Sunday, February 24, 2008


The ability to identify significant movements in thought, and present them in a way that helps others to grasp their significance without oversimplifying, is a valuable art. I can still recall the excitement that I experienced when the works of Copernicus, Darwin and Freud were first linked in my mind as thinkers who had progressively shifted our perception of human beings, once seen as freely autonomous individuals, the crown of God's creation, set on earth, at the centre of the universe, to the much more modest position we now occupy in the cosmological, evolutionary, and psychological worlds of most people.

Sometimes though this ability can be put to the service of sinister causes. I suppose every petty dictator has a vision of the world and himself which neatly accommodates his own megalomaniac fantasies.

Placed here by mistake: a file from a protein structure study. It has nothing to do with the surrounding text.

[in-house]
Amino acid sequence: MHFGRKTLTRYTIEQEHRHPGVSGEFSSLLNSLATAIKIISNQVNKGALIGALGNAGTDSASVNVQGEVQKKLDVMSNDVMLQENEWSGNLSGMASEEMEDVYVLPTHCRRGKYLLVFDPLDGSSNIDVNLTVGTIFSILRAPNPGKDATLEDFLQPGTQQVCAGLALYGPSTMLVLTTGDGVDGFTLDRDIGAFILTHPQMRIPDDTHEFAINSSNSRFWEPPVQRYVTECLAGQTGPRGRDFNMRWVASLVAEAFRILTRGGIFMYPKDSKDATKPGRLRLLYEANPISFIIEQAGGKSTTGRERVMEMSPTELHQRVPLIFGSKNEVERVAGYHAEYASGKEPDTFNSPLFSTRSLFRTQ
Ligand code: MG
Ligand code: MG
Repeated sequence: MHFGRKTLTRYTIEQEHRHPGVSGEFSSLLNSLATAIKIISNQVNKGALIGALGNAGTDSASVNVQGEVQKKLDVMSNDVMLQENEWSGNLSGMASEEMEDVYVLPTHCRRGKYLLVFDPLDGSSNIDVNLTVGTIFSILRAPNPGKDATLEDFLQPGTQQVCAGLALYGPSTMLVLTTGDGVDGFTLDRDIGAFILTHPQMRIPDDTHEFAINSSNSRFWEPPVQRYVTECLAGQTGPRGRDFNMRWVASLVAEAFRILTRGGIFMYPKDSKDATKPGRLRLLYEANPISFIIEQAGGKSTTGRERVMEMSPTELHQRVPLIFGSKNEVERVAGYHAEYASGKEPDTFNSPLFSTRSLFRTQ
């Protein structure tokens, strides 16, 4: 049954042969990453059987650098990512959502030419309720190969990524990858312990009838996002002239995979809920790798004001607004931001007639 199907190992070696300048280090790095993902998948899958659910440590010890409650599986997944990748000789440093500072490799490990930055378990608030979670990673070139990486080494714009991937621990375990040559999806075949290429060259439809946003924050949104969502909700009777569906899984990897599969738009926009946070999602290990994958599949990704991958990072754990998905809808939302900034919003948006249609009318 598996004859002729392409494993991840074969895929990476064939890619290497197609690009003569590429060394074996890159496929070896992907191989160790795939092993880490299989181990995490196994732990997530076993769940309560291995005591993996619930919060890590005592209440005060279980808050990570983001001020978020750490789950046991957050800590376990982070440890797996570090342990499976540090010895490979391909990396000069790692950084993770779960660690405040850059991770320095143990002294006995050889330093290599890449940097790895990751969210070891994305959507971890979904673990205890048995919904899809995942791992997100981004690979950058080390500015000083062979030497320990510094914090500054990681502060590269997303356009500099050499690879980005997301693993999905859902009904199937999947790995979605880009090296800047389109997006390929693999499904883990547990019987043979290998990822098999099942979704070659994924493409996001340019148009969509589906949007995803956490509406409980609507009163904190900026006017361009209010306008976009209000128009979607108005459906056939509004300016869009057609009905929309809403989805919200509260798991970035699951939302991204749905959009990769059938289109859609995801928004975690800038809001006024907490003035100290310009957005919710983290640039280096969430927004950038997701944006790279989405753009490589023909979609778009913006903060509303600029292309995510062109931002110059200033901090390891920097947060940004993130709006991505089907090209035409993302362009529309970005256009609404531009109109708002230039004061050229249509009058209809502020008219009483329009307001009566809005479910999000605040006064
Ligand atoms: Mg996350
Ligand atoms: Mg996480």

Jacobo Timerman, the Argentine Jewish newspaper editor who was kidnapped and tortured by the death-squad regime in his country in the late 1970s, analyzes the work of the neo-Nazi element that formed such an important part of the military/clerical dictatorship, and quotes one of the “diagnoses” that animated their ferocity:
“Argentina has three main enemies: Karl Marx, because he tried to destroy the Christian concept of society; Sigmund Freud, because he tried to destroy the Christian concept of the family; and Albert Einstein, because he tried to destroy the Christian concept of time and space.”

No comments: